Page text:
Skywatching 2003

The Morien Institute - skywatching through the ages

an image of a meteor flashing through the sky

Image of a revolving globe showing current sea levels since the last ice age, before which many ancient societies like Atlantis flourished all over planet Earth on what are now sunken lands.

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Morien Institute Skywatching Calendars for:

2012 |
2011 |
2010 |
2009 |
2008 |
2007 |
2006 |
2005 |
2004 |
past Morien Institute Skywatching Expeditions


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The Morien Institute Skywatching Expeditions have developed out of a series of familiarity sessions that have happened over many years. Identifying the stars and star patterns which form the constellations in the northern hemisphere is a process which is essentially one of re-orientation. After three or four successive clear nights the observer begins to appreciate the vastness of the universe, often for the first time, and the sporadic meteors that can be seen every night bring home the reality that it is a perpetually changing, living cosmos

Once the basics of constellation-recognition has been achieved, time spent noticing the movements of the planets across the background of fixed stars seems to last longer, as the greater time-frames of our solar system are ‘experienced’. The pre-occupation with the cosmos that governed the lives of ancient peoples becomes less of a mystery as new skywatchers ponder with awe the vastness before them. Observing a meteor storm gives skywatchers a 3-D appreciation of our solar system, and drives home the discomforting reality that ‘space’ is far from ’empty’

The skies we saw on November 18/19 2002 provided a glimpse of the sort of ‘dynamic

skies’ that were common in ancient times, when regular bombardments of cometary debris on the surface of the Earth came to be the most dreaded of natural phenomena. It is likely that this ‘dread’ of death and destruction coming from the skies is what originally gave rise to the age-old superstition of making a wish upon seeing a shooting-star. The ‘ancient wish’ is likely to have been a desperate prayer that ‘thunderbolts’ would not be thrown at mortal beings by the shape-changing immortal gods – the comets


The Annual Perseid Meteor Shower peaks on Wednesday, August 13th 2003

It’s time to get ready for the Perseid meteor shower. The Perseids are probably the best-watched of any annual meteor shower. They come in mid-August when it’s warm and comfortable to be outside at 4 o’clock in the morning. They are bright, numerous, and dependable.This year the shower peaks on Wednesday, August 13th. For more information about this year’s shower and the Perseid Meteor Shower generally please go to the Science@NASA website.

There will be the usual Morien Institute Summer Skywatches held in various parts of Wales, though the location of observation sites have not yet been finalised. PLease call for further details and maps

those interested in joining us should please contact us as soon as possible


The Annual Perseid Meteor Shower Skywatch August 12th 2003

The annual Morien Institute Perseid Meteor Shower Skywatch will take place on Ynys Mon near to Bryn Celli Ddu. The ‘peak’ of this year’s Perseid Meteor Shower will be just before dawn on Wednesday August 13th. It is expected that there will be approximately 100 meteors (shooting stars) per hour, though the fainter meteors will be very difficult to see due to the full Moon on August 13th also. But this is made up for because the planet Mars is approaching it’s closest position relative the the Earth for some 50,000 to 60,000 years, so it will be possible for skywatchers to get very good views of the polar ice caps, even with strong binoculars. More information can be found by following the links below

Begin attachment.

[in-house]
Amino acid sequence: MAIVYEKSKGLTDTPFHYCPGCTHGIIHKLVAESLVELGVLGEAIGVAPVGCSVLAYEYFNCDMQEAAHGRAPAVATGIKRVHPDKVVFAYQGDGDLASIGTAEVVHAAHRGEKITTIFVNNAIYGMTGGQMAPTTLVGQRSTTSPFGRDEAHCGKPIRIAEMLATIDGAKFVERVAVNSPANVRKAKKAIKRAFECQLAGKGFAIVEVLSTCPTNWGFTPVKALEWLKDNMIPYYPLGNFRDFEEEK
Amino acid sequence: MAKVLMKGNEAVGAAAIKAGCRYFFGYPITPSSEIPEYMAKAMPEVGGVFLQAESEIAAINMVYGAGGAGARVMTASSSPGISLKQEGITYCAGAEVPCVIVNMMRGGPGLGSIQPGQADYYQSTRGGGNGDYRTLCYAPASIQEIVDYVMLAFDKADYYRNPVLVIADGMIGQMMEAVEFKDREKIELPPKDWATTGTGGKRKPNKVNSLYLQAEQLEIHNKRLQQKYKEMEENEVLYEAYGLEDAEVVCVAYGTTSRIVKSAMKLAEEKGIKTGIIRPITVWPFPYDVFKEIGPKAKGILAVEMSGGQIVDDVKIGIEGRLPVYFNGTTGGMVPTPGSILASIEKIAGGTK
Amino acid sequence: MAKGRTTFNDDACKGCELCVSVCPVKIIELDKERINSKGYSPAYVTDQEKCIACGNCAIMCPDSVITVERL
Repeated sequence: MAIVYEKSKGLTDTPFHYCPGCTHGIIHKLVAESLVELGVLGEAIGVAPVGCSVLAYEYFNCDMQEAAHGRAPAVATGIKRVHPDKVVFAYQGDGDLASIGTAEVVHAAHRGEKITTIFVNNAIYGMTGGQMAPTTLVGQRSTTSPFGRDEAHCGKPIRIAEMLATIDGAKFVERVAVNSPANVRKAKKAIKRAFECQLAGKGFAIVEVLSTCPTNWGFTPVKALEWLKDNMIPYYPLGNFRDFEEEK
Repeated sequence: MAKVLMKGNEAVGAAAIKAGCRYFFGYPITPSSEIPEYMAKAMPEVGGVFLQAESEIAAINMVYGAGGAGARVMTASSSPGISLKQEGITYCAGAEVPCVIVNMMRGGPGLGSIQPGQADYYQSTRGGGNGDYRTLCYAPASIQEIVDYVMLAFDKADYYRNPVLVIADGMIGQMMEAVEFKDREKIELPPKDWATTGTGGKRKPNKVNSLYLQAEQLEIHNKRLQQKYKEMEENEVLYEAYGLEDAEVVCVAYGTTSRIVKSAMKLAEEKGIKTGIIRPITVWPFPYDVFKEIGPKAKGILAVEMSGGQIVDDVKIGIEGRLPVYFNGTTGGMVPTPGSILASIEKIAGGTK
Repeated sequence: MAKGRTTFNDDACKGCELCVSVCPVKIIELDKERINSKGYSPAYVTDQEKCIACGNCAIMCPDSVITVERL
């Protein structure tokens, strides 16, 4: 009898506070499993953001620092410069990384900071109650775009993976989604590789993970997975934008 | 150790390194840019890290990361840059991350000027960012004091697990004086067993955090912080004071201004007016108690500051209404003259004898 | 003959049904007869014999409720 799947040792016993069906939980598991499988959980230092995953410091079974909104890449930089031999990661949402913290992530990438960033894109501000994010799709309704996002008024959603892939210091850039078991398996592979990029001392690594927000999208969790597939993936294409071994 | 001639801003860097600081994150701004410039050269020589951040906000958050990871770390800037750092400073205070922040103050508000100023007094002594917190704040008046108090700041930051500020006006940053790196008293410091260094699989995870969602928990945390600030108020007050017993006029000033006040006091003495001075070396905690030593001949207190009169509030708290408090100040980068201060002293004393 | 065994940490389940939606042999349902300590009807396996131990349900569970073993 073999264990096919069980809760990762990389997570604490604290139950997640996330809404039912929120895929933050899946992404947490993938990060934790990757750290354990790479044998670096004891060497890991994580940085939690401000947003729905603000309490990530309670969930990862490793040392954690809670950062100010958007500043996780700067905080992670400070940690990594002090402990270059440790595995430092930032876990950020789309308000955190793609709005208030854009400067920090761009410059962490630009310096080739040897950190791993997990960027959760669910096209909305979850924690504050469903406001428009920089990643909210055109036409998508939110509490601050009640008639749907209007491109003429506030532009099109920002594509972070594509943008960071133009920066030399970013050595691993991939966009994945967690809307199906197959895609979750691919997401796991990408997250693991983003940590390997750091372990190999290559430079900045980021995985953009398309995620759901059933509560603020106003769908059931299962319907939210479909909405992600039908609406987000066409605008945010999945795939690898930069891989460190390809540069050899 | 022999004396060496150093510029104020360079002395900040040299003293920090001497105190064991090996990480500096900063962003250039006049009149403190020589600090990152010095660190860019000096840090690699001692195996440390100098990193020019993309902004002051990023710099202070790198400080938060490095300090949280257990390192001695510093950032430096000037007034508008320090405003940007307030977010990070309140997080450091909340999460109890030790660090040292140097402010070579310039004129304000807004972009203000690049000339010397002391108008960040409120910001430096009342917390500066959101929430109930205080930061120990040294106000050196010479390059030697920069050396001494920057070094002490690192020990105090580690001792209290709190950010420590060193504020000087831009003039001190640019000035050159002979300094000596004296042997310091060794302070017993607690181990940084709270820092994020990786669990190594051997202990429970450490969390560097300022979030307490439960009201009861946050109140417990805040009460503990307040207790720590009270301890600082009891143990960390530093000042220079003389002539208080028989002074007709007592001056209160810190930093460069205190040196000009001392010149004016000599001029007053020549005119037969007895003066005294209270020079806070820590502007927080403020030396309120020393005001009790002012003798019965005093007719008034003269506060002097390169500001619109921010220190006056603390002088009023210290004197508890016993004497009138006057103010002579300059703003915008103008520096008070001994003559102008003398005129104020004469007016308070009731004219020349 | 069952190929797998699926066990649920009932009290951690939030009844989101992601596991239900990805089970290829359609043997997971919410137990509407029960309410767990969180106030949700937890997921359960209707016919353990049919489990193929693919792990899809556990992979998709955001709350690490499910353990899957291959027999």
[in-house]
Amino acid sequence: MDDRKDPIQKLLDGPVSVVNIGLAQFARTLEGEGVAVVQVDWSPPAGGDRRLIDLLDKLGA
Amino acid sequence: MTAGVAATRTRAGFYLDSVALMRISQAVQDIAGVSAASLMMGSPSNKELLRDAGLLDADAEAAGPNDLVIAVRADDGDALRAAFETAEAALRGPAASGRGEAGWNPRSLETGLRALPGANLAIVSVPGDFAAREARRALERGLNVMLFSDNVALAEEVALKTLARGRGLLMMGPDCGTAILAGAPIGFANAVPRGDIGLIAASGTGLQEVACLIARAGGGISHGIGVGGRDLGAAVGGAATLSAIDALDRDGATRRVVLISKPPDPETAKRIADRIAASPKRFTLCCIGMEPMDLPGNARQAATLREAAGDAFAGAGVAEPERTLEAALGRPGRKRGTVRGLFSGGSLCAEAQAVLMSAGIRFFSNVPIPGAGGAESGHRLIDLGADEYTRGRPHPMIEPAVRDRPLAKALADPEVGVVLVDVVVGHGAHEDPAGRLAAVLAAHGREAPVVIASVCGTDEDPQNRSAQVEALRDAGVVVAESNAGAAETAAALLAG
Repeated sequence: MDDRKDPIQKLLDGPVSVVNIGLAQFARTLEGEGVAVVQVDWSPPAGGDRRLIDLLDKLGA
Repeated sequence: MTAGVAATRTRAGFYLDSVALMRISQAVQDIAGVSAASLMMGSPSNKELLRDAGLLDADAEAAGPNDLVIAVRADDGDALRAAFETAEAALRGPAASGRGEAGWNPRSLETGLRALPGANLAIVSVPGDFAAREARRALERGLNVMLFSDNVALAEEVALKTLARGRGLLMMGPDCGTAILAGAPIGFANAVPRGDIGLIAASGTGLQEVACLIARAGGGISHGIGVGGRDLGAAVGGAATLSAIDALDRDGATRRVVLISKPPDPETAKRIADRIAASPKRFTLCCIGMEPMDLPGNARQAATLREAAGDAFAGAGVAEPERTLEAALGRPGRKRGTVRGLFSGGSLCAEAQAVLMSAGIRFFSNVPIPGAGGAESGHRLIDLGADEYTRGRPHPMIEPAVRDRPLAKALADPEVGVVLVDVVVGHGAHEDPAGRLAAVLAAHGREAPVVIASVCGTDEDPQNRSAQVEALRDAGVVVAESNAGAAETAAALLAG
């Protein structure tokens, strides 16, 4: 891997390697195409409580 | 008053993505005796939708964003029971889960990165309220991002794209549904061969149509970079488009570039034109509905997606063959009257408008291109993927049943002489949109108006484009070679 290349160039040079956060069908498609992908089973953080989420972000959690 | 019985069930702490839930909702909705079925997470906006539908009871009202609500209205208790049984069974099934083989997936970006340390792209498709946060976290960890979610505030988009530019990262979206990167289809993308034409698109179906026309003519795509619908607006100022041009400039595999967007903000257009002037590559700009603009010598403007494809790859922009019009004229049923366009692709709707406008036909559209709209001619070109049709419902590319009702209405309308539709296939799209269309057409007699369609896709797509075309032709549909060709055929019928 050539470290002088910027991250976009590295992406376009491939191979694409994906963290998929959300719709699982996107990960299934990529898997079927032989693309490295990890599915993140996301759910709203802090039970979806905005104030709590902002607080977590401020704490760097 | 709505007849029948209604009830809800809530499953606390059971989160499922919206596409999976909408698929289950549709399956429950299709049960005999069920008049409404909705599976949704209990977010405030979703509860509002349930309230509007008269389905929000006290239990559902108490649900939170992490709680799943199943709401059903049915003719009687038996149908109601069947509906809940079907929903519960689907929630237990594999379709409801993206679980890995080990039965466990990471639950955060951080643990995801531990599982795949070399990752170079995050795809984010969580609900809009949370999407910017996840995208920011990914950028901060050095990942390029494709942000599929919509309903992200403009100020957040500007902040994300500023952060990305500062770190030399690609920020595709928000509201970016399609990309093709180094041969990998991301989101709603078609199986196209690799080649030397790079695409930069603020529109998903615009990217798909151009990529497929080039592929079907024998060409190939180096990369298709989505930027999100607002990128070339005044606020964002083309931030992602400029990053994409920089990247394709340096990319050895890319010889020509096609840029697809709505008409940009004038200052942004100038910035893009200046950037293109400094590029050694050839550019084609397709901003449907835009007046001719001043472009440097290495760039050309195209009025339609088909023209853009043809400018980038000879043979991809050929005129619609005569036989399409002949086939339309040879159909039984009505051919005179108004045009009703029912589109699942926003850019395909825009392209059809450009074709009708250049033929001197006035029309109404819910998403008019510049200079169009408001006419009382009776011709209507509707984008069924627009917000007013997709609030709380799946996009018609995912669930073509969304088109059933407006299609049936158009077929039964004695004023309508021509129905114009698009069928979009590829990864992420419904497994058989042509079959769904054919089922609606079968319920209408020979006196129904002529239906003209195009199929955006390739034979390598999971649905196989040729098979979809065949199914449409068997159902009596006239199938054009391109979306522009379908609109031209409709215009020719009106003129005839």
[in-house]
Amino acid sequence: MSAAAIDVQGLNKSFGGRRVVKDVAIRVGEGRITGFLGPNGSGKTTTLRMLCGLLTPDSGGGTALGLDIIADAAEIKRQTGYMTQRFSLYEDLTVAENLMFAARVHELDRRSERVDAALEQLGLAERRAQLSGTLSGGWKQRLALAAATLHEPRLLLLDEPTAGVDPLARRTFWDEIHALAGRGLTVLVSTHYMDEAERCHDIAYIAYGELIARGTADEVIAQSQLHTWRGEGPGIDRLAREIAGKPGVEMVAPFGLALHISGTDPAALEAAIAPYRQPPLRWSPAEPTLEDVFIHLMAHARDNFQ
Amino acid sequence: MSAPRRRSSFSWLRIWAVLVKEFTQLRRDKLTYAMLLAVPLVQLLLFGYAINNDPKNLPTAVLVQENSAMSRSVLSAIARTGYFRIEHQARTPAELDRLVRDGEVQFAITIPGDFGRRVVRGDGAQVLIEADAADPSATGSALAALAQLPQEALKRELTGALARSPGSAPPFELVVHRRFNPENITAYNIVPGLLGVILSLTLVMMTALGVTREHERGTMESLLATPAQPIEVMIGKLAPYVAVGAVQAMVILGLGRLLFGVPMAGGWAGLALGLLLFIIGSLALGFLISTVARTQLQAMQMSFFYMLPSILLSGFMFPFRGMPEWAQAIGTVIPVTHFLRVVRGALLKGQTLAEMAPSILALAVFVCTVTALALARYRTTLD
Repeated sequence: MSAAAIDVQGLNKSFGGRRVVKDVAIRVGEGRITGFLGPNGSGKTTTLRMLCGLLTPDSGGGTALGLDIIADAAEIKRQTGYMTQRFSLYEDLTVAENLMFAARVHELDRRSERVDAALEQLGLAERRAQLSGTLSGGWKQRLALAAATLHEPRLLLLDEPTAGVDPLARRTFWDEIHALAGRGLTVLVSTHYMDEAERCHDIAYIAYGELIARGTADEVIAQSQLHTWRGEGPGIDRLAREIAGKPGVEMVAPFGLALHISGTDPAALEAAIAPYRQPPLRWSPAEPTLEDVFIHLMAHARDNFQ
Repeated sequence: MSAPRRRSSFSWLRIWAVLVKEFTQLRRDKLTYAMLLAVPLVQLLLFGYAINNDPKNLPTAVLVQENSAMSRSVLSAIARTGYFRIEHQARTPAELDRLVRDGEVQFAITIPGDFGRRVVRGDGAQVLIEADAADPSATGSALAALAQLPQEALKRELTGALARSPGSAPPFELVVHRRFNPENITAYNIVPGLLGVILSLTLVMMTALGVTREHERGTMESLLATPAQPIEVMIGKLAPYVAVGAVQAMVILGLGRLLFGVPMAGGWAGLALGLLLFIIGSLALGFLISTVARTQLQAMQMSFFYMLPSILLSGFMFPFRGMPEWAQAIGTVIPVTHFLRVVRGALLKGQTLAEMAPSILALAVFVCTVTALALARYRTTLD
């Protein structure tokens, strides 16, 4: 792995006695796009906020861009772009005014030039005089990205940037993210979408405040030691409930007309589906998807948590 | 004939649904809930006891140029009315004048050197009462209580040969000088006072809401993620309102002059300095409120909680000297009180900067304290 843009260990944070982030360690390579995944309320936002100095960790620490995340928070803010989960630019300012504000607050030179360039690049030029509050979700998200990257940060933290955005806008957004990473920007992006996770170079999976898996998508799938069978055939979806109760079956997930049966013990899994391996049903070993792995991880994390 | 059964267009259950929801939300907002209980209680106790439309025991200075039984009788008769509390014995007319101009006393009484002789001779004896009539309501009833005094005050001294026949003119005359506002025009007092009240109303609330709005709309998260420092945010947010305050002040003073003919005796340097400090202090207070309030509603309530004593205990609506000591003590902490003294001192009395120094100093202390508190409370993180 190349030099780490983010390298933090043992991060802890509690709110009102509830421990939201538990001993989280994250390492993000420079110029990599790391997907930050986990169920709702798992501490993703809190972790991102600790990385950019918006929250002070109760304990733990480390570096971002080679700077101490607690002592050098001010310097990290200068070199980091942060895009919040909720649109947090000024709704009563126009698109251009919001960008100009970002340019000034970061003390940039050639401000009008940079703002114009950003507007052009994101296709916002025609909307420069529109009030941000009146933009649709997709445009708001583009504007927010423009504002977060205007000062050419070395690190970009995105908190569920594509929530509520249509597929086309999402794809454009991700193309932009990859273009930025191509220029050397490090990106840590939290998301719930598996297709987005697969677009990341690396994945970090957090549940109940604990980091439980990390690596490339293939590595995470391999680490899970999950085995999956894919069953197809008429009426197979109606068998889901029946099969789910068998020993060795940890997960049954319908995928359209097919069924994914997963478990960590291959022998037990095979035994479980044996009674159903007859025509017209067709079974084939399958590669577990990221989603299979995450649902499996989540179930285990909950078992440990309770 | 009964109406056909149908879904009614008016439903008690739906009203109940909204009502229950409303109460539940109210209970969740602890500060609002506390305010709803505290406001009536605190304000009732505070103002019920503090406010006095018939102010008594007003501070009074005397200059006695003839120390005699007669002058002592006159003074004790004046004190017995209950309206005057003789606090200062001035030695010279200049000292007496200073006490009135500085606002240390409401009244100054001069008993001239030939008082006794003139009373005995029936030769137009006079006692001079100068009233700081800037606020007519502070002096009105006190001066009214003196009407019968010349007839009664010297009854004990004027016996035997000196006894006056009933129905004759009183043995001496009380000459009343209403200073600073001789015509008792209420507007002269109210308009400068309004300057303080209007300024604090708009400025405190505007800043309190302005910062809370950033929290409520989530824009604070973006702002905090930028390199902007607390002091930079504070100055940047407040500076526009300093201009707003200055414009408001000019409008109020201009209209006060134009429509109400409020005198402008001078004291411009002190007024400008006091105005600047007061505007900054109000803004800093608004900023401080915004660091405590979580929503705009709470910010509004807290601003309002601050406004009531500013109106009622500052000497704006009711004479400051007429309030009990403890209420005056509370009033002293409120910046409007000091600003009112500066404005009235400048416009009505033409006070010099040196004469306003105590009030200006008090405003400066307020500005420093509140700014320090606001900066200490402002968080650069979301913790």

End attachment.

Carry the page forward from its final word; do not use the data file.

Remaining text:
The 2003 Perseid Meteor Shower

The 2003 Perseids in Moonlight

those interested in joining us should please contact us as soon as possible


An Annular Solar Eclipse on May 31st 2003

There will be a Morien Institute Skywatching Expedition to the Scottish Islands specifically to see the ‘annular solar eclipse’ on May 31st. We will base ourselves on the Orkney Islands to observe this event. Anyone is welcome to join us, and the final decision of observation point will be made in situ on the island, but will be either the

Ring of Brodgar megalithic stone circle, or the Stones of Stenness. Visitors wanting to find these sites on their own would be wise to get a copy of the Landranger Map No.6, which shows the location of all megalithic sites on the Orkney Islands

those interested in joining us should please contact us as soon as possible


Total Lunar Eclipse on May 15/16 2003

There will be a Morien Institute Skywatching Expedition to Bryn Celli Ddu to observe the ‘total lunar eclipse’ on May 15/16th 2003. On May 15th and 16th the moon will glide through Earth’s shadow for the first time this year, and the eclipse begins at 10:00 p.m.

EDT, 7:00 p.m. PDT on Thursday evening, May 15th, or 02:00 Universal Time UT on Friday morning, May 16th

At first the moon will seem pale and bright, as usual. During the hour that follows, however, it will plunge into the darkest part of our planet’s shadow–a region astronomers call “the umbra”. On May 15th the moon will be inside the umbra for about 52 minutes, from 11:14 p.m. to 12:06 a.m. EDT (8:14 to 9:06 p.m. PDT) or 03:14 to 04:06 UT on May 16th

This Ynys Môn Skywatch will be held on Thursday May 16th from Midnight until 04:00 the next morning at the ‘Bryn Celli Ddu CADW car park’ in Llanedwen. From Menai Bridge follow the A4080 to the fork at Llanfair P.G., then turn ‘left’ along the Brynsciencyn Road and stay on that road (A4080) until you reach Plas Newydd. Just past Plas Newydd turn ‘right’ and follow the Llanddaniel Fab road for about a mile. The ‘Bryn Celli Ddu CADW car park’ is on the left just over the stream. Ring the mobile if you get lost. IF IT RAINS THE SKYWATCH WILL BE CANCELLED